OAKMONT, Pa. File this away for future reference: If the U.S. Open comes down to the final shot on the 72nd hole on Sunday, Steve Stricker may be your guy.
Stricker struggled up the 18th hole Saturday afternoon at Oakmont, laying up to the crosswalk 74 yards from the pin. Then, in what almost has to be more than coincidence, he holed his lob wedge shot, turning a potential bogey into a surprising birdie.
That gave him a 68 and left him at six over par, within striking distance of the leaders, who hadn't yet made the turn in the third round.
As for the coincidence, give yourself Big Double Bonus Points if you remember Stricker holing out from a greenside bunker at Winged Foot's 9th hole last year his final hole of the second round. That equally unlikely birdie, from 15 yards away, gave the Wisconsin native the Open lead after 36 holes.
"What a way to finish," Stricker said Saturday. "You don't expect to hole it, obviously. It's incredible."
Holing out is a sure way to improve your putting stats. Stricker, who had 36 putts in the opening round, needed only 13 on Friday on Oakmont's back nine, and only 12 on Saturday.
His theatrics weren't limited to the 18th hole on Saturday. He also chipped in over a ridge from behind the 4th green for a birdie after his caddie, fellow Wisconsin native Scott Steele, told him, "Chip it in." Steele was on the bag when Larry Mize chipped in to win the 1987 Masters.
Stricker looked over at him and smiled impishly after the ball hit the flagstick and dropped.
Stricker, 40, a resident of Madison, Wis., has a penchant for U.S. Opens. He tied for fifth in 1998, when he was paired with the eventual winner, Lee Janzen, in the final round. He was fifth again at Pinehurst the next year, 16th in 2002 at Bethpage Black, and tied for sixth last year when he recovered from a third-round 76 after holding the lead.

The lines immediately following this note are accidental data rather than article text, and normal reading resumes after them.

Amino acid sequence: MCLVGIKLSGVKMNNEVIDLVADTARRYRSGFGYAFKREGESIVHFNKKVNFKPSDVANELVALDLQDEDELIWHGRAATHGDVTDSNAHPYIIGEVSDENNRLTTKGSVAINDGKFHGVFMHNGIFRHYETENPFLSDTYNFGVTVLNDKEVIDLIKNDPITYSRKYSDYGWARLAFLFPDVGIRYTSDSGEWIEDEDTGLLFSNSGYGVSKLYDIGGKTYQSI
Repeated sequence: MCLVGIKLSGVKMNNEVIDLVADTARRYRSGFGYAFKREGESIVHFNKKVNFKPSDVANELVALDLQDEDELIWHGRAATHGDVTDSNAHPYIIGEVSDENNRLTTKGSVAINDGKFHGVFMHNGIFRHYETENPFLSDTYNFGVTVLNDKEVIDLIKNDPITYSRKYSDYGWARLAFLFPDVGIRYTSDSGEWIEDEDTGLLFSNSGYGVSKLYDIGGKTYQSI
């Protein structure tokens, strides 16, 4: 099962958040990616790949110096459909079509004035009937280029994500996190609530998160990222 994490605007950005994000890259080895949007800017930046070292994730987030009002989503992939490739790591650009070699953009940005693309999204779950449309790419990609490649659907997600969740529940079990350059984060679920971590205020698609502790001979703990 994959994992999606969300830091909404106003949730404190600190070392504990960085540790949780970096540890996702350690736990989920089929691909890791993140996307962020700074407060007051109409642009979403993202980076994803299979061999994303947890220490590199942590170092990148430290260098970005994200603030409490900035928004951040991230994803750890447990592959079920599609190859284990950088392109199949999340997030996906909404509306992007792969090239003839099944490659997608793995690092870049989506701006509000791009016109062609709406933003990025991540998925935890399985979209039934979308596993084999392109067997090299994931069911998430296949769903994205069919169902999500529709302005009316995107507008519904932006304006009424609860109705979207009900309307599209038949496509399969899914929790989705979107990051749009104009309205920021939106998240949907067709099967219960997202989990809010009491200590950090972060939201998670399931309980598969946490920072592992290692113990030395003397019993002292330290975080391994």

He was optimistic on Saturday afternoon that he'd be in the running once again Sunday.
"For sure, I have a chance now, I believe I do," he said. "I probably need some of the leaders to come back to me a little. I'll have to have another low one, but I have a chance."
Stricker said he was just trying to salvage par on 18 for the honor of shooting an under-par round, a rare thing at mighty Oakmont. "I was just trying to stay in the red," he said. "It's so hard to do that here."
Many observers thought he revived his career last year at Winged Foot, but he actually started turning things around while practicing at home in the weeks before the tournament. "That's what you have to do at the Open," he said. "You don't find your game at the U.S. Open."
He finished second the next week at the Booz Allen Classic, and his good play has continued this year, with a fourth in Hawaii, a fifth at the Honda Classic, and a runner-up finish to Tiger Woods at the Wachovia Championship. In the last year, he's done just about everything but win. The roar he earned with that last shot at 18 felt pretty good, he admitted.
"It's been a while," he said with a smile. "That was a thrill."